Geeska Afrika Online


Alcohol manufacturers and distributors have warned that the alcohol ban placed by the government to control the spread of coronavirus (COVID-19), will cost workers, sorghum farmers, and the government billions of shillings and thousands of jobs in three months to September.

The ban which began in July has created a massive disruption of the alcohol value chain with the closure of pubs and restaurants. Pubs, Entertainment, and Restaurants Association of Kenya warn that this closure could put 80 percent of its members at risk of closing shops permanently as operating costs seem to increase.

According to the Alcoholic Beverages Association of Kenya (Abak), the ban has affected consumption and reduced demand for products such as barley and wheat, citing the collapse of the Kenya Breweries Limited (KBL) senator keg due to its packaging not being convenient for takeaway option as is currently required of all alcoholic drinks.

“The impacts of Covid-19, closure of bars, ban on consumption of alcohol in restaurants and eateries will lead to supply chain losses of Sh9.1 billion and 57,000 job losses between July-September 2020,” the association said.

Based on Abak analysis, job losses across the alcohol value chain that includes farmers and factories will hit 57,417, resulting in foregone revenue amounting to Sh2.72 billion. In its analysis, it expects the demand for barley and sorghum to fall by 3 million kilograms and 4.8 million kilograms respectively, taking away Sh419 million from over 6,300 farmers. Reduced demand for both grain and finished goods is expected to cost transporters Sh760 million.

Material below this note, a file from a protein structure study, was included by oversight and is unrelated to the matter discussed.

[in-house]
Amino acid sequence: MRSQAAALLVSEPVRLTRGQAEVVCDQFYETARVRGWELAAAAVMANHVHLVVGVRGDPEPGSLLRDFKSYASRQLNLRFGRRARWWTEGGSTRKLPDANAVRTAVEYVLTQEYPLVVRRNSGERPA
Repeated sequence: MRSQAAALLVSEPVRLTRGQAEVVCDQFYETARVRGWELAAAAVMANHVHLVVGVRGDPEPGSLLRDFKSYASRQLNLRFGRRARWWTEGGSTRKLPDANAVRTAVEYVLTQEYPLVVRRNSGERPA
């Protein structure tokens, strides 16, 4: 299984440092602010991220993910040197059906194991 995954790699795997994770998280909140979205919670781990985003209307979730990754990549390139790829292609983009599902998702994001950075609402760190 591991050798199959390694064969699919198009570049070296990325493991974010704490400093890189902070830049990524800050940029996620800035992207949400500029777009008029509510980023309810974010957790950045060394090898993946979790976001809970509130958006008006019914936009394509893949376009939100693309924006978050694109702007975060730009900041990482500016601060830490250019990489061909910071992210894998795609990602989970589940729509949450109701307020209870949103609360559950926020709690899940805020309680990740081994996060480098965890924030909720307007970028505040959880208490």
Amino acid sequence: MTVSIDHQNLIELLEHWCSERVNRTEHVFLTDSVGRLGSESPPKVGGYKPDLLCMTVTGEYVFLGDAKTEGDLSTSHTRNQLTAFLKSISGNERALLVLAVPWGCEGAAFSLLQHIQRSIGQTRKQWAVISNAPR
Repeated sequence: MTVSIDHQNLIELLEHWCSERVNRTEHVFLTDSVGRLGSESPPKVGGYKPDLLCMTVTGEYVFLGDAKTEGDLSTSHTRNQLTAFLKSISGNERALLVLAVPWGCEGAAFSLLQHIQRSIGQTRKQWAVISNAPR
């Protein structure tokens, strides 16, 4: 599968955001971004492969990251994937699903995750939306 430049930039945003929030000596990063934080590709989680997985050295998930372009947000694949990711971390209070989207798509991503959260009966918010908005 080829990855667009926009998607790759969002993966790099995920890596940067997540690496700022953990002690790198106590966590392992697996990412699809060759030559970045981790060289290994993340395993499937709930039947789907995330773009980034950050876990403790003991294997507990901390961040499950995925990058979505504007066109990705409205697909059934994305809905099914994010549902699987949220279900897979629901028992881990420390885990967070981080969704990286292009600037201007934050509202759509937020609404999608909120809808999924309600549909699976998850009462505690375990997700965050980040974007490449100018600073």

The analysis further states that job losses and reduced consumption of alcohol will cost the government Sh5.88 billion in excise duty, value-added tax, and excisable goods management system fees. The county governments are also expected to take a Sh3.4 billion hit on tax and liquor license payment as bars remain shut.

However, the projected fall in tax revenue comes as a result of the net earnings of major player East African Breweries (EABL) plunging to a six-year low. EABL net profit declined by 39 percent to Sh7 billion for the year ended June, as net sales for the second half of the year dipped by nearly a third due to disrupted supply chains.

Lifting the alcohol ban seems to be the only solution in preventing the loss of jobs and revenue, stakeholders say. The government with the help of Abak should regulate the sale of alcohol in the country by opening up bars and restaurants with COVID-19 preventive measures in place, reduce alcohol sales per person, and maintain social distancing.



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